Are you a doctor accused of a DUI? The McShane Firm can help!
Statistics indicate that drug and alcohol abuse are the third most common triggers for Medical Board disciplinary action against physicians. The most common form of drug or alcohol-related charge relates to driving under the influence-DUI.
Your Medical License could be Suspended
Many physicians erroneously believe that a DUI will not affect their medical license because it relates to conduct outside of their professional practice. That misconception could not be farther from the truth. A physician’s “off-duty” conduct absolutely matters to the Medical Board.
Depending on the severity of the charge, the Medical Board could move to suspend your license.
Here is an example of this. Read the case of a PA physician whose medical license was suspended by the Board for 3 years after a DUI conviction.
Medical board suspends doctor after DUI charge
Randy Griffith firstname.lastname@example.org
JOHNSTOWN — A Southmont physician’s medical license has been suspended for at least three years following a drunken driving charge dating from March of last year.
The State Board of Osteopathic Medicine suspended the license of Daniel J. Yost, 41, of the 100 block of Daisy Street, through May 2014, the Bureau of Professional and Occupational Affairs announced.
Yost, an osteopathic doctor of family medicine, was already facing professional disciplinary action when he was arrested by West Hills police on March 25, 2010, the state board’s documents show.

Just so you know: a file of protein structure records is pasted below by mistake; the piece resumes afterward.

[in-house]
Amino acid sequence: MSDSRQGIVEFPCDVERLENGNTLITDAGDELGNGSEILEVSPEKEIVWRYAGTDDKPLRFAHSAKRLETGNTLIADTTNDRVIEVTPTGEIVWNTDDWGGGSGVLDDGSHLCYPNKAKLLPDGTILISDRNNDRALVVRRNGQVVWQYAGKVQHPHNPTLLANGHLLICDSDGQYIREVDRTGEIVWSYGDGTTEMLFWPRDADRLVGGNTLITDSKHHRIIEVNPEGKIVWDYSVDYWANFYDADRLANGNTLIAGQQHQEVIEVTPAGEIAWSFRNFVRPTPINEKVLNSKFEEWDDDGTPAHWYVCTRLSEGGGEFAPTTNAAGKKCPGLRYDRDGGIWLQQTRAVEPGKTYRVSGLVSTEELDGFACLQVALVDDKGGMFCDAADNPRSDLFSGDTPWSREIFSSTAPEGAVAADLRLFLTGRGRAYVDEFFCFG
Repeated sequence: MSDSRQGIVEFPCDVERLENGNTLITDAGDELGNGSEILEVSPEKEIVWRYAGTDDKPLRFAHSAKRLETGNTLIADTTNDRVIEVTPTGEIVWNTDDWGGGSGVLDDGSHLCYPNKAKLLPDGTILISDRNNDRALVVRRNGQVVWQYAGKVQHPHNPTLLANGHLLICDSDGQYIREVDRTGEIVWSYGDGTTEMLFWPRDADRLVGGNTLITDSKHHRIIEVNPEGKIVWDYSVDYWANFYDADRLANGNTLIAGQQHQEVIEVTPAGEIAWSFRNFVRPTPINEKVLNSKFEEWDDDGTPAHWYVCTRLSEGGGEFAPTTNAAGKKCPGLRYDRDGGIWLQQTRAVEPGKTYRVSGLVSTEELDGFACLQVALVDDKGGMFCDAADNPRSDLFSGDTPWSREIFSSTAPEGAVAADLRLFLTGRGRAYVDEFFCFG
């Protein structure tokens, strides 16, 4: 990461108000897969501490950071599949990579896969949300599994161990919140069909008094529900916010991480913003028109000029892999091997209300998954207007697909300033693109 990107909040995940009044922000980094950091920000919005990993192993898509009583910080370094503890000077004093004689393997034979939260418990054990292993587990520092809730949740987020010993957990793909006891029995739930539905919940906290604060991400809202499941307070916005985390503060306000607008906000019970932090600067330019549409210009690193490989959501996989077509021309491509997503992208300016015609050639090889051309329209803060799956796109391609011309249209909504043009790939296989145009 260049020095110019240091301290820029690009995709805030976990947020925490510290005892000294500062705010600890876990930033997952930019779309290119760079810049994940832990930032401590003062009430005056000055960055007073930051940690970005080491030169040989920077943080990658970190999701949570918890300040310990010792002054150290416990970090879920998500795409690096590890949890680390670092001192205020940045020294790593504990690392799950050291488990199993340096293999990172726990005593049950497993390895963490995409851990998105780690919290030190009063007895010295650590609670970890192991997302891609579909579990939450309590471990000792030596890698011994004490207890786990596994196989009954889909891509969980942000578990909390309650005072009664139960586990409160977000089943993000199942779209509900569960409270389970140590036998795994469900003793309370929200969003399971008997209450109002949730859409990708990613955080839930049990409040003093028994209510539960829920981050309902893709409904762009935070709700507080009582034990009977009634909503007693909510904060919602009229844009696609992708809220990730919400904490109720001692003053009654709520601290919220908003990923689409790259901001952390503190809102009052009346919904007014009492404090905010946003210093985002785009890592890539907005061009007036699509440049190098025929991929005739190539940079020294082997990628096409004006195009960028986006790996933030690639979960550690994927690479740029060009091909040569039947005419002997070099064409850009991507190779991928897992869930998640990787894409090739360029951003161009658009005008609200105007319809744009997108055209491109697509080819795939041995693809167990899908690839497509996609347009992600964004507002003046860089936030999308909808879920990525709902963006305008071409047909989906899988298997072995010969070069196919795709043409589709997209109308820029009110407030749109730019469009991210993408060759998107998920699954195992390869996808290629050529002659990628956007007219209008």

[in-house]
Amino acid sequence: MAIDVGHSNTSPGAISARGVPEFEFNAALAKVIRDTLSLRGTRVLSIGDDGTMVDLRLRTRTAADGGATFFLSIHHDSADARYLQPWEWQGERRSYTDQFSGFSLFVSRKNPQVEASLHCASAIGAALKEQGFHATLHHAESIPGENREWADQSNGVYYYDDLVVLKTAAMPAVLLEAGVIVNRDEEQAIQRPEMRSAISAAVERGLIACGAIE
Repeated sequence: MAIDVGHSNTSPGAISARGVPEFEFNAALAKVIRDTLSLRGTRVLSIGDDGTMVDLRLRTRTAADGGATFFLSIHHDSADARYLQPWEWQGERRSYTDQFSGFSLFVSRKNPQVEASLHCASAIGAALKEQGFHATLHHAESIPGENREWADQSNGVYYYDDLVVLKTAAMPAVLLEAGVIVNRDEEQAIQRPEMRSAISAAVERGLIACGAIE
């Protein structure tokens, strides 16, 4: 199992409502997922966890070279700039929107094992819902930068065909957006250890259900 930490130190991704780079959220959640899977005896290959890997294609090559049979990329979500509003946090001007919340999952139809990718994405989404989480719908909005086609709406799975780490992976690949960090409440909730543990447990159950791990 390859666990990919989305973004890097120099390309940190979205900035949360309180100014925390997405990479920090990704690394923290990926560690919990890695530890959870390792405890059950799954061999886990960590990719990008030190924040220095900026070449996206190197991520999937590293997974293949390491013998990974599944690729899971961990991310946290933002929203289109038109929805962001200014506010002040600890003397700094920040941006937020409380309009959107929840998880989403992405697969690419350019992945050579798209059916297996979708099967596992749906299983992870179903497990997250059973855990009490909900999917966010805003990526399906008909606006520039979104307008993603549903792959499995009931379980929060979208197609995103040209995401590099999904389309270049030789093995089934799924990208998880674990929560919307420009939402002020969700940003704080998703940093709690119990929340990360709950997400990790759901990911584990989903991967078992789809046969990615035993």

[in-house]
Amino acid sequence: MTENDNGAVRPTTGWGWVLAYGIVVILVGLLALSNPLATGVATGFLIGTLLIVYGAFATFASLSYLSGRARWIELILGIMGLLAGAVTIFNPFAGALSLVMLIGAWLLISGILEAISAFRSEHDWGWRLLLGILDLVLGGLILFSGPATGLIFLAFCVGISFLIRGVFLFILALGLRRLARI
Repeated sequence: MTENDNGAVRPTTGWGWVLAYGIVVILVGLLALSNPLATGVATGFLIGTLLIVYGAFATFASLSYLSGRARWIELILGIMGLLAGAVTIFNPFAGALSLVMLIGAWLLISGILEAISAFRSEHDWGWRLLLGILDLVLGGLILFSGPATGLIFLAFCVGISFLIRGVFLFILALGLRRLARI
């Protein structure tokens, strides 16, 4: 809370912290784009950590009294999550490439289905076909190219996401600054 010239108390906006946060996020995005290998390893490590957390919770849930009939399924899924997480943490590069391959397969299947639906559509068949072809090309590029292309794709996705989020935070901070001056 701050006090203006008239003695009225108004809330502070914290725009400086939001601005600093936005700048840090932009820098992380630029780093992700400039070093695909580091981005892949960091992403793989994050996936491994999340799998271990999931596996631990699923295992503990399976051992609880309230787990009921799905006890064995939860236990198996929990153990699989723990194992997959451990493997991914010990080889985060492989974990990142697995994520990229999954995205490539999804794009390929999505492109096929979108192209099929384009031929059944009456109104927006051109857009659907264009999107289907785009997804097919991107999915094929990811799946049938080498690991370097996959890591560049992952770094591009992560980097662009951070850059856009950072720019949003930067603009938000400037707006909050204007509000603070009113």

The Pennsylvania State Board of Medicine has the power to discipline physicians for offenses not directly related to medical practices. The Board has a very large and wide charge in investigating doctors to make sure that they are fit for work. Courts have justified this approach on the theory that bad behavior outside the practice of medicine negatively reflects on a physician’s fitness to practice medicine. With regards to DUI’s specifically, a physician may be issued a Rule to Show Cause and even disciplined by the Board for a DUI that occurs while the physician is not working and which does not directly impact patient care.
Therefore, for physicians who have the misfortune of being charged with a DUI, it is critical to make sure that it is handled aggressively, properly, and with an eye towards the Pennsylvania State Board of Medicine. By being proactive, a physician can mitigate the collateral damage caused by a misdemeanor DUI accusation.
With the support of experienced legal counsel, it is important to take appropriate steps early in the process.
To safeguard your rights, your career and your noble calling to help people, call The McShane firm 1-866-MCSHANE now. We can help.